Search The Tattler

Saturday, August 17, 2013

Emeryville Can't Have What Berkeley Has

Why Can't We Have What Berkeley Has?
Because We're Emeryville, 
We're Not as Good as Berkeley
Did You Forget?


Greenway, Emeryville
At times, as an Emeryville resident, one can find oneself feeling a funny, unfamiliar feeling about one's city. You may have just breezed down the North-South Greenway and had a delightful chat with a neighbor. Or you passed by a piece of public art you've passed a thousand times before, but something new strikes you and you smile. You might stand out at the end of Point Emery and watch the sun set, enjoy a Community Services event at Doyle-Hollis Park, or hold a small get-together and the interesting people in attendance are not just friends from far away, but your neighbors.

This is civic pride. It can sneak up on you.

But don't start patting yourself on the back too quickly. If you start getting such feelings, there are those in town ready to set you right. Chief among them are our City Council members and our School District's Board of Trustees, who want you to remember that Emeryville simply can't have the things that our neighboring cities have. You shouldn't expect so much. We're just a commuter city. We should be satisfied that people from elsewhere are willing to slum it at our regional shopping centers.

The Embarcadero, San Francisco
San Francisco can install highly-visible green bike lanes on their Embarcadero, but Emeryville residents shouldn't get their hopes up. After all, what would CalTrans say if we did something crazy like that? And the repeated insistence of our Bike/Ped committee and our Planning Commission on getting a bike/ped path to break up a super block as part of the Emeryville Center of Community Life project, well that is really just too unreasonable. It's not like that path is in the General Plan or something---er, wait, it is--but still, next thing you know you'll be asking for a path to help get people off of San Pablo as they pass between 45th and 47th streets. That's certainly not possible, even if a private school were to be on the hook to pay for it. Simply impossible.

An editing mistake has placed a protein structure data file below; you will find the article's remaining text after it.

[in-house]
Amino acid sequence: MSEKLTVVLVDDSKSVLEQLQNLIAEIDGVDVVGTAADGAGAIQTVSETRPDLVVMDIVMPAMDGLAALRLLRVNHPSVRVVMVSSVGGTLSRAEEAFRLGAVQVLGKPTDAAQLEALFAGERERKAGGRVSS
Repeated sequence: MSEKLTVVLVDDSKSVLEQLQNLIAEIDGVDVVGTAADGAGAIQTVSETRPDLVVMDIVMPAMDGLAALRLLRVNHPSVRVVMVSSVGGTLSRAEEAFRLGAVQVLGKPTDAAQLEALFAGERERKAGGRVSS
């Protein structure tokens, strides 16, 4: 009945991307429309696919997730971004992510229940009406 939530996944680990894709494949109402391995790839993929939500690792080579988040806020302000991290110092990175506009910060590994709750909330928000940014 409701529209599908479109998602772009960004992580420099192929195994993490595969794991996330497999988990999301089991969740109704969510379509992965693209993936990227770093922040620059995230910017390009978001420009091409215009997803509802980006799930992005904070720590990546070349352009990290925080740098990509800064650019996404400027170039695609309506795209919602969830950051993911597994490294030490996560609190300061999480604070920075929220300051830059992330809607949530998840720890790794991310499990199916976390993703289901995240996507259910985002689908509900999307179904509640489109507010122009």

Harwood Creek - John Muir Elementary
If Emeryville residents got these sorts of things, then the next thing you know they would expect that they could have what Berkeley has. And we know that's not possible. Residents would get the idea that we could have a natural creek running through our school grounds where "children can be found working on art projects, participating in hands-on science experiments, writing in journals, or just playing a fun game of hide and seek."

Now you've completely moved into fantasy land. I mean, it's not like our little City has the power to redirect the path of natural waterways to suit its whimsy. Oh, wait, you mean to say that Temescal Creek already runs right through the Emery Secondary School site? The future site of the Emeryville Center of 'Community' Life? What?! So, we wouldn't have to move heaven and earth? Just bust up a little concrete and maybe try not to cram too many students onto the overcrowded site? Well, there you go again. Now you're thinking that we could have a separate, cute, school dedicated to just our elementary age students. I bet you'd want it tucked away in a residential neighborhood, away from the noxious fumes of San Pablo Avenue traffic, with a playing field, basketball courts, a play structure, and a garden. That's just crazy. Emeryville could never have that. If we did, we'd do whatever it took to shut it down.
Anna Yates Front GateAnna Yates Rear Gate

No comments:

Post a Comment